Turns out that fermenting your own food is pretty easy. Figures, since humans have been preserving food in this manner for thousands of years. And yet, in our modern, sterile world, the idea of letting bacteria go to town on your food is met with horror and fear.
This recipe is insanely simple. It requires no special tools or expertise. If you have a knife and a large sealable container, you’re set. And it doesn’t get more elemental than this.
But first, a bit of science and whatnot. Did you know that you have more microbe cells in your body than human cells? We rely on these bacteria and enzymes to help us digest our food, build our muscles, make new blood — basically everything. And, well, it goes without saying that they rely on us for basically everything too, from the air we breathe to the food we eat.
We’ve all heard that we need more probiotics in our lives (and guts). We know that fermented foods are a great way to get them — but with the exception of yogurt, kefir, and a few other foods you may be lucky enough to come across, all of the beneficial bacteria have been killed off during pastuerization. My (and probably the world’s) most favorite products of fermentation, beer and wine, are almost always filtered and pastuerized as well (an exception would be beers that are bottle-conditioned).
Say it isn’t so! Yes, I am sorry to say that all those “soured” foods you can find at your grocery store (including sauerkraut and kimchi) are not teeming with the microbes you probably associate them with. You’re better off eating raw fruits and veggies in that case. And even things we think of as “pickled” aren’t even truly pickled. Like…pickles. Yeah.
Plus, if there comes a time when access to our generally safe food supply comes into question (ongoing government shutdown? Zombie apocalypse?), it’s nice to know that you have a supply of food and the ability to make more (and share your wealth of knowledge with your friends and neighbors).
Home fermentation. It sounds daunting. And I must confess that I was quite intimidated at first. I’ve brewed beer and I’ve seen firsthand how crazy some people (i.e., my boyfriend the germaphobe) get over the possibility of a bacterial infection in their beer. Sanitation is key. But with sauerkraut and kimchi, when you want those bacteria, it’s much easier.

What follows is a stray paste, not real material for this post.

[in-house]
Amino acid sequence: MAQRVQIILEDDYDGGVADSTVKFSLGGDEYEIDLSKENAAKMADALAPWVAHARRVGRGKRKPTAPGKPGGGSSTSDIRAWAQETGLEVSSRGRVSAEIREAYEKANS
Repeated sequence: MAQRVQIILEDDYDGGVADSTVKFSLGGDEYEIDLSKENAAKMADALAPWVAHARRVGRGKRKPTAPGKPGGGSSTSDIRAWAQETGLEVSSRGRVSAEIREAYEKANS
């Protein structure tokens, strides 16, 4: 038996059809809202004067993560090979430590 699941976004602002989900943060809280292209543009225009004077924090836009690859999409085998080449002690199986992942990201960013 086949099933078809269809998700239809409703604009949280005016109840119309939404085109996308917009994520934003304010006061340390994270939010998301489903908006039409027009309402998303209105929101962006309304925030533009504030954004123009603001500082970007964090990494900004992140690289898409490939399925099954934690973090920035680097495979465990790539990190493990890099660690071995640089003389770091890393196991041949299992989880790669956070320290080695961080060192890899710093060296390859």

All you have to do is: Chop some cabbage, add some salt, massage it (not kidding), pack it into a container, wait. That’s it. And in a few days, you have a delicious, probiotic treat!
Basic SauerkrautInspired by The Art of Fermentation and Real Food Fermentation. Don’t be intimidated by the long list of steps; it really is quite easy. I just wanted to break it down as simply as possible.
- 1 large head of cabbage (preferably organic)
- tall container (I used a half-gallon mason jar)
- Wash your hands thoroughly. Wash your container with hot, soapy water or run it through the dishwasher.
- Remove outer leaves from the cabbage. Rinse off any dirt that may be on the outside. Cut into quarters and remove the core if desired (I didn’t). Roughly chop the cabbage to your desired thickness. Place in a very large bowl (you may have to do this in batches if you don’t have a big enough bowl).
- Add the salt to the cabbage. The normal ratio is 5 lbs cabbage to 3 tbsp salt. I used Kosher salt. Massage the cabbage to draw out the water and wilt it. Don’t rush it! Give it a good ten minutes. A lot of water will come out of the leaves.
- Transfer the cabbage and the liquid into your container, really packing it in to squeeze out all the air. I was able to get almost all of my 5-lb cabbage into my jar. Make sure the liquid covers the top of your cabbage. Leave about an inch of space for expansion. If your cabbage isn’t particularly juicy, you can add filtered water (tap water usually contains chlorine, which will inhibit fertilization) to cover. Cap tightly.
- Leave it out at room temperature overnight. In the morning, release the lid slightly to let out the pressure and then tightly recap. This will push out any oxygen and prevent unwanted microbes from establishing. If you notice that your kraut is particularly bubbly, you may need to do this a couple of times a day — no one wants a kraut explosion! The warmer your room is, the faster your kraut will ferment.
- Start tasting your kraut after 3 days. Once it tastes how you like it, store it in the fridge (or a root cellar if you’re lucky enough to have one!) to severely retard fermentation. It should keep for at least 6 months, if not years (if it lasts that long!)
- As you eat your kraut, transfer it into smaller containers to reduce oxygen exposure, which can cause mold to grow.
- Feel free to add different spices to your kraut to give it different flavors, like the red pepper flakes I added below!
If your kraut is too salty, you can rinse it before you eat it. Next time you can try using less salt (though using no salt is not usually recommended).
If you notice white mold growing on the top, simply discard the top layer of kraut.